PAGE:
Earlier this month, Brynn Wallner, 31, was engaging in a common millennial pastime: rewatching “The Parent Trap.” It’s something that she, like many others her age, has done dozens of times. But suddenly, she saw Meredith Blake (the very chic, 26-year-old villain) through a new lens. Blake was wearing a gold case replica Cartier Panthere, the very watch Wallner dubbed “the ‘it’ girl watch,” on her popular Instagram account, @Dimepiece.co (launched in summer of 2020), and its accompanying website (launched in March 2021), as well as in the pages of Harper’s Bazaar.
Wallner started Dimepiece almost by accident. Prior, she’d never paid attention to watches. But while working at Sotheby’s in editorial, her job was to “create content… [that was] less about the Picasso that was on sale, and more about a young and upcoming artist in downtown New York,” she told Glossy. The high quality copy watch department asked if she could help with some content and, though Wallner told the team she knew nothing about watches, that quickly changed. “I was just immediately drawn in. I was like, ‘Oh, my God, I love watches.’ I had no idea — this was my new favorite thing.” But she had one question: Where were all the women?
Watches and watch culture tend to be male-dominated. “[There was] Jackie Kennedy wearing the Cartier tank, there was Princess Diana. And there are some more public female collectors like Ellen DeGeneres and Jennifer Aniston,” Wallner said. “But it really stopped short at those big [names], and I was like, ‘There’s got to be more here.’ I just felt like [women were] so underrepresented.” And thus, the idea for Dimepiece, a community dedicated to all things “women and watches” was born.
Most watch marketing is geared toward men. In fact, even the marketing focused on women’s styles is directed at men who may potentially buy a Cartier replica watch for a woman in their life. The styles for “ladies’ watches” also tended to look much like men’s, but “smaller and [with] more diamonds,” Wallner said. But dainty isn’t necessarily what’s on-trend right now, Wallner said — though she’s personally a fan of smaller watches. “[Watch brands] haven’t really caught up to the fact that women these days, especially millennial women, are wearing Air Force 1s. And when they’re buying a T-shirt, they’re not getting the women’s cut, they’re wearing it oversized. On TikTok, they’re wearing huge hoodies.”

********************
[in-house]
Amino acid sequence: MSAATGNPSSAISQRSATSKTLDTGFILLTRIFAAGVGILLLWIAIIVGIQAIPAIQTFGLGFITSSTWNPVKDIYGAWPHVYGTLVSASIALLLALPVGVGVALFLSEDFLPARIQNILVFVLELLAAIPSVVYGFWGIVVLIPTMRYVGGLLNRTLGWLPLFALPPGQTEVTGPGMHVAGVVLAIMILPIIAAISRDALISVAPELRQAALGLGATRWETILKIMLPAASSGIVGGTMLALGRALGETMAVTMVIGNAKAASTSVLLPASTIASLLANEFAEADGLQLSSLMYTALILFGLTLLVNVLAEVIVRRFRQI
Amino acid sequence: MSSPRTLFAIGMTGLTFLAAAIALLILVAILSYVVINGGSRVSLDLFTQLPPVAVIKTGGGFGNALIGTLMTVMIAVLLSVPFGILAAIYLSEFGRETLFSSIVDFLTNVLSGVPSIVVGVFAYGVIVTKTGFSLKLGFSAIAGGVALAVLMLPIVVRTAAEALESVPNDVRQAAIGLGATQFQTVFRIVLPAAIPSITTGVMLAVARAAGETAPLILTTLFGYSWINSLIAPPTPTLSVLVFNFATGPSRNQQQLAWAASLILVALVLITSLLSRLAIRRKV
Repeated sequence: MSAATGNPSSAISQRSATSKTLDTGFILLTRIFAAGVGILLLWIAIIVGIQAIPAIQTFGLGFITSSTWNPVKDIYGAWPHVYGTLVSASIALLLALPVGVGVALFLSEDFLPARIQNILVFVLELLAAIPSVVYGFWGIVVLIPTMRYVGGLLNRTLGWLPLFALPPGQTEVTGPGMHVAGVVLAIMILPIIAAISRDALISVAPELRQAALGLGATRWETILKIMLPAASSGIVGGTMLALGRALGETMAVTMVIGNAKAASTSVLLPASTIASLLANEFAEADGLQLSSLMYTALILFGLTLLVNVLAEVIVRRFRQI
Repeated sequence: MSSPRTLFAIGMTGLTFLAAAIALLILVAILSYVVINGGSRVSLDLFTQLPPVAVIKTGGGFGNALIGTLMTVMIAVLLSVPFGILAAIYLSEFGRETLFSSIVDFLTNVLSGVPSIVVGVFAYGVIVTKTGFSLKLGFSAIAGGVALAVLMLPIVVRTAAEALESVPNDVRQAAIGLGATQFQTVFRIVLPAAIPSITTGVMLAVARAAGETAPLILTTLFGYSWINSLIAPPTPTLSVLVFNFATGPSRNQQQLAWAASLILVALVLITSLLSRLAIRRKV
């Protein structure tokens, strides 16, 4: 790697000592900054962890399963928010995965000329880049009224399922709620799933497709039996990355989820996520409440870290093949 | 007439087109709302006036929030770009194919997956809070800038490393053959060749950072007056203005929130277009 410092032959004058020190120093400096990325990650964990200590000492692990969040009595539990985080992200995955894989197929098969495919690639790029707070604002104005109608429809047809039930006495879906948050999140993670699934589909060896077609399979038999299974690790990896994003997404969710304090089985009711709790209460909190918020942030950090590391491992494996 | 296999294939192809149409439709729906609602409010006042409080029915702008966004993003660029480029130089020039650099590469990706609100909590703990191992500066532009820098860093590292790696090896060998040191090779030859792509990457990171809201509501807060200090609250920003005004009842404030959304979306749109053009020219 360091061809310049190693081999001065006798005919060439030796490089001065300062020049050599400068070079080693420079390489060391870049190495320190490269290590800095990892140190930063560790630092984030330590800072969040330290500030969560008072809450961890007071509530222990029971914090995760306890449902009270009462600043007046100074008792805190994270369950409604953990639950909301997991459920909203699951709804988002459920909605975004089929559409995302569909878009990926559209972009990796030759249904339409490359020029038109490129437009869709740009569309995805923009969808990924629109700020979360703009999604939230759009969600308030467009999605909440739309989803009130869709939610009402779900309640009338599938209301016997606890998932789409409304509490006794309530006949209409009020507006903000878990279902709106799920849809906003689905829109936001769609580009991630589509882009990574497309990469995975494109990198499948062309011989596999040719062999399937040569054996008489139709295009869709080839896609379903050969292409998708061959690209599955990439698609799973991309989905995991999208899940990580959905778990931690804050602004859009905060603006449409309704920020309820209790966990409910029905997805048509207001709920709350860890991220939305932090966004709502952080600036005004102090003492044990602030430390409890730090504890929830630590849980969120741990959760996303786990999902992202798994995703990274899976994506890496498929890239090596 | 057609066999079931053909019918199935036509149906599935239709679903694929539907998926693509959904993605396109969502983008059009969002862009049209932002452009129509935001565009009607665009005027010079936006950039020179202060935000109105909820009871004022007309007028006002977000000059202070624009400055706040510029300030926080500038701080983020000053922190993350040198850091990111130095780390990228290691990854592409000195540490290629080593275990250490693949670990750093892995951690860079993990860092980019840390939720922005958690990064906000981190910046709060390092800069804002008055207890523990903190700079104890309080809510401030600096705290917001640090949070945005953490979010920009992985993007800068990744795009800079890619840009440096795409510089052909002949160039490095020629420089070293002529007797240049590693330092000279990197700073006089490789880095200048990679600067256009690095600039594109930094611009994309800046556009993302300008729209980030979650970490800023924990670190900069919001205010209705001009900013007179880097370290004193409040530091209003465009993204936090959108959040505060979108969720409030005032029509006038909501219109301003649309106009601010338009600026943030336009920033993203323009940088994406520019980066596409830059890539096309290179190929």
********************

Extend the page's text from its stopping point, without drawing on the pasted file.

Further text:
Of course, aside from wrist size, there isn’t any reason watches need to be gendered at all — like many styles. “[Some women] want to wear a 40 mm Rolex Daytona,” said Wallner. “[This] has been a big topic in the watch industry and is championing making watches genderless. So instead of labeling them…just remove that label, because you’re shutting the door to a woman consumer who might want that bigger watch.” This has been a slow process, in part, “because the watch industry is very focused on heritage,” she said.
Wallner said her timing seems to have hit a nerve. Though watch marketing might be dated, interest in watches among women is there — it just didn’t have a space of its own. When Wallner decided to make her own first big watch purchase, she found herself wishing there was an “Into The Gloss” for women’s watches, which men had via editorial platform Hodinkee.
Typically, watch media tends to be “guys with their cufflinks and their Rolexes,” she said, noting that the content just doesn’t appeal to women. “But when I started Dimepiece, all of a sudden, you’re seeing Rihanna. It’s a paparazzi pic of her leaving the grocery store in L.A., and she’s wearing her amazing outfit. She looks fucking fabulous. And she’s wearing a high quality fake Cartier Santos — and it’s vintage, by the way,” said Wallner.
Incidentally, it was after Hodinkee advisor and former editor Cara Bennett, who has about 34,000 followers, reposted a Dimepiece Instagram post that Wallner saw her followers shoot up — Dimepiece had about 500 followers, and it quickly gained about 2,000. Dimepiece now has close to 10,000 followers, with notable followers from the fashion industry and beyond.
Like with so many areas of life, after an ‘unprecedented’ year, Wallner attributes some of the popularity to a deep-seated desire for nostalgia, especially among millennials. “[There is] a generational burnout leading people to want to be more analog — it’s why we’re seeing more film photography and all these ’90s nostalgia accounts,” she said. “People are trying to reduce their screen time in favor of a more classic way of life — you know, good, old-fashioned hands on a watch face.”